Sunday, May 5, 2013

The Hot, the Cool and The Vicious (Nan Quan Bei Tui Zhan Yan Wang, 1976)

Next up here on Hai!Karate is a certified classic for all you kung-fu heads, 'The Hot, the Cool and The Vicious'! This flick stars Dorian Tan Tao-Liang, better known as 'Flash Legs' because of his jumping ability and high-powered kicks. Don Wong Tao and Philip Ko are also in this joint from Taiwan.

The film begins in Black Stone, a sleepy village. Sleepy that is, until the arrival of a stranger who shakes up the town. That stranger is revealed to be the famous Southern Fist' fighter Pai Yu Ching (Tao). News gets to the chief, 'Northern Leg' Captain Lu(Tao-Liang), who is dealing with the murder of his mother in law AND a past situation that puts him in jeopardy. Both men are in a kind of tense standoff with each other, made worse by the mayor hiring Yu Ching as protection due to his son being responsible for the death of Lu's own mother-in-law. And to add more mystery, Mr.Lung (Tommy Lee) arrives, and soon all three men are drawn into a conflict for the ages. The only real question is, who'll be on the side of who?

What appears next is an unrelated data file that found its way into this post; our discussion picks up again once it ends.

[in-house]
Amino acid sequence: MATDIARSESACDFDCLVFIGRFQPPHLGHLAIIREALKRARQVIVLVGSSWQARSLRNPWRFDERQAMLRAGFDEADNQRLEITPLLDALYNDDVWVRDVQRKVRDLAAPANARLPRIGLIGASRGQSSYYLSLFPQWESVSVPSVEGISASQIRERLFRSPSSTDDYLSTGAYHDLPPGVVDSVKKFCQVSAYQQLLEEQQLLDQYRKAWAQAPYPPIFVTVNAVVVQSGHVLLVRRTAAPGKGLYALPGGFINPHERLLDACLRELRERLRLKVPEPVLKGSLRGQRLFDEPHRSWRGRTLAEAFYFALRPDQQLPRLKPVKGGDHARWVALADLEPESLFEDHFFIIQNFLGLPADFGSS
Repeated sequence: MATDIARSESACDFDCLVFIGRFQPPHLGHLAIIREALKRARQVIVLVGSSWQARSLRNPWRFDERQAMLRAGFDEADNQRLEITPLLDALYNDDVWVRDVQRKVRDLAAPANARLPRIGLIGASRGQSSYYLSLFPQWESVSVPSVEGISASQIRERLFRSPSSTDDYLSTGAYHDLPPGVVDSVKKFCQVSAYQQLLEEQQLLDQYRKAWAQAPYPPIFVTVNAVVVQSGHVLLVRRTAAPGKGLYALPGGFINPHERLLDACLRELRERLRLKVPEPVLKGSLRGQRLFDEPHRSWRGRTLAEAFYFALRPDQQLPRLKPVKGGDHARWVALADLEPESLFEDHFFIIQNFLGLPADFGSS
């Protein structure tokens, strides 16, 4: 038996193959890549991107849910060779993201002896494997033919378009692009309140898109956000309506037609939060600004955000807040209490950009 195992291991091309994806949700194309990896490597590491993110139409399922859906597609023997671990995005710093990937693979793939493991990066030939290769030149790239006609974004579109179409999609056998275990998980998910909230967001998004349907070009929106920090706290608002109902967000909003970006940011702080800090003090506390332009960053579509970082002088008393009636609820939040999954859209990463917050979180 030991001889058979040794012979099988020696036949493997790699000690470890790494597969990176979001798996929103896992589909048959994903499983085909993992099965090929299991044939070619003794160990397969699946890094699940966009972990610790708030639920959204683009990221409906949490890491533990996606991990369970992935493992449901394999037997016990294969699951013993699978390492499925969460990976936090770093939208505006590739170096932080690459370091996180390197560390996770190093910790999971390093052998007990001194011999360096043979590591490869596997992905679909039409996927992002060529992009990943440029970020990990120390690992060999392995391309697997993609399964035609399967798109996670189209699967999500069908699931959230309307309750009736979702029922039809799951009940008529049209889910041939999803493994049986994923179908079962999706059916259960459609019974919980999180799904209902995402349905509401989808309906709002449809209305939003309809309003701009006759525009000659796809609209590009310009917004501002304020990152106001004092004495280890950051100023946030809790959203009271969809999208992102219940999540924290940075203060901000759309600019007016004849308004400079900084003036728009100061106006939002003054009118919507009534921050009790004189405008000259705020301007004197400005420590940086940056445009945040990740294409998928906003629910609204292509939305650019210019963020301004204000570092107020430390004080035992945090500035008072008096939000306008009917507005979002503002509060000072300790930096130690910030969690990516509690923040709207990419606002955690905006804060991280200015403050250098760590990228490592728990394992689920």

This movie is a slept-on goodie for a couple of reasons. For one, it's from Taiwan, which had its own movie production scene and gave rise to quite a few stars. But in comparison to studios like Shaw & Golden Harvest, their scale and reach was smaller to start. First Films was the bigger fish in that nation. Another reason lies in Tan Tao-Liang. Prior to this film, he was making a name for himself as an actor, with a prime turn in 'The Hand Of Death' alongside a young Jackie Chan and James Tien. (That movie was also one of famed director John Woo's first.) Tao-Liang's flashy style is shown off here in grand fashion, especially against Mr.Lung. As for Mr.Lung...he was a notable baddie who walked around looking like a half-man, half-gorilla on dust in silk garments. Kinda fits for his own monkey style kung-fu. 'The Hot, the Cool and the Vicious' also works because of the intricate plot and high elements of intrigue that's neatly packed into 90 minutes. I stress the action part because if you're looking for gravitas out of these actors, you're out of luck. Tan Tao-Liang is somewhat stonefaced throughout, and Wong Tao, while more efficient with emoting, isn't as effective either. But the fight sequences are great, and utilize the actor's abilities fully. The final scene will make you bug out a bit at the choreography, handled by Tommy Lee himself. So, if you watch 'The Hot, the Cool and the Vicious', bear in mind that you'll get some real crisp action to make up for some wilting here and there. But it's worth it.

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